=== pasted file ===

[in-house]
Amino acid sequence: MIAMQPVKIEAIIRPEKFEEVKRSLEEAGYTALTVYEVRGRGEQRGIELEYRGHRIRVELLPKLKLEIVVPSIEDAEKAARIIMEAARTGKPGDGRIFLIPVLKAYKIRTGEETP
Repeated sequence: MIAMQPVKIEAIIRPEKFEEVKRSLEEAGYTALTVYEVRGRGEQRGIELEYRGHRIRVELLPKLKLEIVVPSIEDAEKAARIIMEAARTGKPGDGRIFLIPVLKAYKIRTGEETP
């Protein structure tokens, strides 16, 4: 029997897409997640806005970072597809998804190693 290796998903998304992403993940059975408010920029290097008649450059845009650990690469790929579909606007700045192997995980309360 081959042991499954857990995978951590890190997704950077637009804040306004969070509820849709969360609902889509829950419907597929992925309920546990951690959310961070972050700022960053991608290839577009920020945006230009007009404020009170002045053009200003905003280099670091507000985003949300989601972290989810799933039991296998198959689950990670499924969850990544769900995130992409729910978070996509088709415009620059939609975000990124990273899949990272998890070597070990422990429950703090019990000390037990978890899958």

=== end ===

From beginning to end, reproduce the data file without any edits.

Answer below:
[in-house]
Amino acid sequence: MIAMQPVKIEAIIRPEKFEEVKRSLEEAGYTALTVYEVRGRGEQRGIELEYRGHRIRVELLPKLKLEIVVPSIEDAEKAARIIMEAARTGKPGDGRIFLIPVLKAYKIRTGEETP
Repeated sequence: MIAMQPVKIEAIIRPEKFEEVKRSLEEAGYTALTVYEVRGRGEQRGIELEYRGHRIRVELLPKLKLEIVVPSIEDAEKAARIIMEAARTGKPGDGRIFLIPVLKAYKIRTGEETP
């Protein structure tokens, strides 16, 4: 029997897409997640806005970072597809998804190693 290796998903998304992403993940059975408010920029290097008649450059845009650990690469790929579909606007700045192997995980309360 081959042991499954857990995978951590890190997704950077637009804040306004969070509820849709969360609902889509829950419907597929992925309920546990951690959310961070972050700022960053991608290839577009920020945006230009007009404020009170002045053009200003905003280099670091507000985003949300989601972290989810799933039991296998198959689950990670499924969850990544769900995130992409729910978070996509088709415009620059939609975000990124990273899949990272998890070597070990422990429950703090019990000390037990978890899958």